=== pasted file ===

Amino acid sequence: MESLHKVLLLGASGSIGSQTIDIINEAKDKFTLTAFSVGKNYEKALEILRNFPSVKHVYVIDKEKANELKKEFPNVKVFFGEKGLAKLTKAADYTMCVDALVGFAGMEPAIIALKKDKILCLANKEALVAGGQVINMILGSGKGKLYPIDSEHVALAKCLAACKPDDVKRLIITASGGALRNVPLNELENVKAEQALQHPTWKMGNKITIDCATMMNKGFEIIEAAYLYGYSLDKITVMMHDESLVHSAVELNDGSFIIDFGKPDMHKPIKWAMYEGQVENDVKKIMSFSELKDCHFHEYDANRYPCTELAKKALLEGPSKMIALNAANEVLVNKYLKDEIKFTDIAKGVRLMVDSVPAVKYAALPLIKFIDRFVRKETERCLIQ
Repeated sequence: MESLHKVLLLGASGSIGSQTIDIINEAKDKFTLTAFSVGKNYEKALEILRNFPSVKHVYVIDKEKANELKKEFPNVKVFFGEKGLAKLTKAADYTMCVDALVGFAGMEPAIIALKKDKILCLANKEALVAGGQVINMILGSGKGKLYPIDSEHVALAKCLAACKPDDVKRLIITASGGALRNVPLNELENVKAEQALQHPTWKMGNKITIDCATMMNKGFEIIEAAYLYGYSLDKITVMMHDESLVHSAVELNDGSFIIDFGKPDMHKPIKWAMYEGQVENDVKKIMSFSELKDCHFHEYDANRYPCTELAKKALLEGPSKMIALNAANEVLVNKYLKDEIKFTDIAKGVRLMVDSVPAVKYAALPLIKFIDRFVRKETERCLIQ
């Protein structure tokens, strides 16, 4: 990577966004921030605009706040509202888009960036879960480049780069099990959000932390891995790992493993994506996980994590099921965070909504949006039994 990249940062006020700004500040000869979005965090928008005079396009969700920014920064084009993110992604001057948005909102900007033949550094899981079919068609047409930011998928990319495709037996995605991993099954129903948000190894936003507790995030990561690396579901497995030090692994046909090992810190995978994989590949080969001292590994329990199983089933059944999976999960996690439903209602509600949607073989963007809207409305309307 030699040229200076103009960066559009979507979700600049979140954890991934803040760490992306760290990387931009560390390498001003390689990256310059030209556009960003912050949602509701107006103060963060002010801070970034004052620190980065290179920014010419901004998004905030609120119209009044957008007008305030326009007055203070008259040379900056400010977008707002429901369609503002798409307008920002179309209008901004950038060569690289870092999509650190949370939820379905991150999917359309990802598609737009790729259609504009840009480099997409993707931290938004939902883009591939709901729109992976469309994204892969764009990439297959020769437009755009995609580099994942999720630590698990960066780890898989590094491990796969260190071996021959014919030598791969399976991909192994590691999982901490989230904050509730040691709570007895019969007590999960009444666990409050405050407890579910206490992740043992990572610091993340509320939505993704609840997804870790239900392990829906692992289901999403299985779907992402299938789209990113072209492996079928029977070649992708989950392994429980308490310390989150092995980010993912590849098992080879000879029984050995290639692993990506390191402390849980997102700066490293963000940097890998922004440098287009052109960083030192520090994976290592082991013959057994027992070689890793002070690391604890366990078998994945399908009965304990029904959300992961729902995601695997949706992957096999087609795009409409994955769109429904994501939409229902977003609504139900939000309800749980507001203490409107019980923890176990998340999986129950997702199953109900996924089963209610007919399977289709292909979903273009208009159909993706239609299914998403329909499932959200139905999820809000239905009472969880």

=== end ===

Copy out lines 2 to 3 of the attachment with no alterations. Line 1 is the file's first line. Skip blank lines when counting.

Repeated sequence: MESLHKVLLLGASGSIGSQTIDIINEAKDKFTLTAFSVGKNYEKALEILRNFPSVKHVYVIDKEKANELKKEFPNVKVFFGEKGLAKLTKAADYTMCVDALVGFAGMEPAIIALKKDKILCLANKEALVAGGQVINMILGSGKGKLYPIDSEHVALAKCLAACKPDDVKRLIITASGGALRNVPLNELENVKAEQALQHPTWKMGNKITIDCATMMNKGFEIIEAAYLYGYSLDKITVMMHDESLVHSAVELNDGSFIIDFGKPDMHKPIKWAMYEGQVENDVKKIMSFSELKDCHFHEYDANRYPCTELAKKALLEGPSKMIALNAANEVLVNKYLKDEIKFTDIAKGVRLMVDSVPAVKYAALPLIKFIDRFVRKETERCLIQ
């Protein structure tokens, strides 16, 4: 990577966004921030605009706040509202888009960036879960480049780069099990959000932390891995790992493993994506996980994590099921965070909504949006039994 990249940062006020700004500040000869979005965090928008005079396009969700920014920064084009993110992604001057948005909102900007033949550094899981079919068609047409930011998928990319495709037996995605991993099954129903948000190894936003507790995030990561690396579901497995030090692994046909090992810190995978994989590949080969001292590994329990199983089933059944999976999960996690439903209602509600949607073989963007809207409305309307 030699040229200076103009960066559009979507979700600049979140954890991934803040760490992306760290990387931009560390390498001003390689990256310059030209556009960003912050949602509701107006103060963060002010801070970034004052620190980065290179920014010419901004998004905030609120119209009044957008007008305030326009007055203070008259040379900056400010977008707002429901369609503002798409307008920002179309209008901004950038060569690289870092999509650190949370939820379905991150999917359309990802598609737009790729259609504009840009480099997409993707931290938004939902883009591939709901729109992976469309994204892969764009990439297959020769437009755009995609580099994942999720630590698990960066780890898989590094491990796969260190071996021959014919030598791969399976991909192994590691999982901490989230904050509730040691709570007895019969007590999960009444666990409050405050407890579910206490992740043992990572610091993340509320939505993704609840997804870790239900392990829906692992289901999403299985779907992402299938789209990113072209492996079928029977070649992708989950392994429980308490310390989150092995980010993912590849098992080879000879029984050995290639692993990506390191402390849980997102700066490293963000940097890998922004440098287009052109960083030192520090994976290592082991013959057994027992070689890793002070690391604890366990078998994945399908009965304990029904959300992961729902995601695997949706992957096999087609795009409409994955769109429904994501939409229902977003609504139900939000309800749980507001203490409107019980923890176990998340999986129950997702199953109900996924089963209610007919399977289709292909979903273009208009159909993706239609299914998403329909499932959200139905999820809000239905009472969880």